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Thohoyandou - Red tape is responsible for the dire state at Limpopo's Tshilidzini Hospital, Public Protector Thuli Madonsela was told by hospital staff on Tuesday.
Communicating their needs annually to provincial health authorities had not borne fruit, doctors and nurses told Madonsela, during a surprise visit to the facility in Thohoyandou.
Madonsela was in Limpopo as part of her office's national stakeholder dialogue.
“We regularly borrow equipment from other hospitals. Sometimes they take back their equipment and we have to beg,” she was told by a nurse, according to a statement released by the Protector's office.
The hospital was in dire need of surgical items such as gloves and masks.
“Unlike other hospitals that the Public Protector has been to, Tshilidzini does not have sanitisers to disinfect visitors to its high care wards, something that ought to be a standard procedure,” said another staff member.
Madonsela was told the 55-year-old hospital was in short supply of anaesthetic machines, suction machines, patient monitors, diathermy machines, autoclaving machines and tourniquets.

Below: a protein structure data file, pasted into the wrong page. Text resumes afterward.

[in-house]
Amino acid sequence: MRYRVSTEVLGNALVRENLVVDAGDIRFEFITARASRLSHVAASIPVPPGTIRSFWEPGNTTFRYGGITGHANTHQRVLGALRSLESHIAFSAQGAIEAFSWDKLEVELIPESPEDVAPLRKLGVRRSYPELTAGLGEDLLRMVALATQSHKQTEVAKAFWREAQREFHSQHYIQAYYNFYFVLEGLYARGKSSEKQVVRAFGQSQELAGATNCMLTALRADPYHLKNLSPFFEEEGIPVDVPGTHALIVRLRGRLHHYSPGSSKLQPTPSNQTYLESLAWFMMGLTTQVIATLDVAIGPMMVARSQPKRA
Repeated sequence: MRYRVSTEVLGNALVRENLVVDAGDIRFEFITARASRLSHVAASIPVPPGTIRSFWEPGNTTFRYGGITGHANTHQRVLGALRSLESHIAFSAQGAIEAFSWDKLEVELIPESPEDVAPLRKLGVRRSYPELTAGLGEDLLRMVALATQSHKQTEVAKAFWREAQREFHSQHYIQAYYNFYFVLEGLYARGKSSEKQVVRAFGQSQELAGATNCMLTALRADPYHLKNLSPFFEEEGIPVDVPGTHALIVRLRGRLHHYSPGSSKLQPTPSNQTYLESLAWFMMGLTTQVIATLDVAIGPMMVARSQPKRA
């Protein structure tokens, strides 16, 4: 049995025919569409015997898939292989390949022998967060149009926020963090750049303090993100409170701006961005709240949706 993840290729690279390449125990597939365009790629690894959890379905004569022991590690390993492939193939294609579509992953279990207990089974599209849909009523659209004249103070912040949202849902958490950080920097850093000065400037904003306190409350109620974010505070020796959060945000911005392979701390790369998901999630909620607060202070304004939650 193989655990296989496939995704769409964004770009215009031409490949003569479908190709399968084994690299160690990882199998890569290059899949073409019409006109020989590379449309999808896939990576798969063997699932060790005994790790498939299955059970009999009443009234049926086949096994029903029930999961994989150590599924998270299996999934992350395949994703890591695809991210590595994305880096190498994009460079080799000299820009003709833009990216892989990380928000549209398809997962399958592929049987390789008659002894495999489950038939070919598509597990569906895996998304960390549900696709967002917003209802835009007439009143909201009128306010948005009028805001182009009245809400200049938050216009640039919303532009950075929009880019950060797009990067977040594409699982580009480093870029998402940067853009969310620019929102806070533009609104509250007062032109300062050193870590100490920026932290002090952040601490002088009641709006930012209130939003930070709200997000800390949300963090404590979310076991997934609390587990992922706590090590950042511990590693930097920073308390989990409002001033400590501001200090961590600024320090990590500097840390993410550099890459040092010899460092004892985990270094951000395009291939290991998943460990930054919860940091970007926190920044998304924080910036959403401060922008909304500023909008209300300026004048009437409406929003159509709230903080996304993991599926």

Officials blamed bureaucracy for the non-renewal of procurement contracts which more than six months ago.
She was told that the hospital's human resources were also overstretched, with only 24 doctors, few specialists and no resident paediatricians.
Staff said two paediatricians from Mankweng Hospital, in Polokwane, visited twice a month as part of their outreach.
They said a major impediment to the recruitment and retention of professionals was incentives; the hospital's rural location was a major disincentive for doctors and other professionals as the rural allowance offered was the same as that provided to doctors who chose to work at semi-urban hospitals.
“There is a need for the different degrees of 'rural areas' to be reflected in these allowances,” the staff said.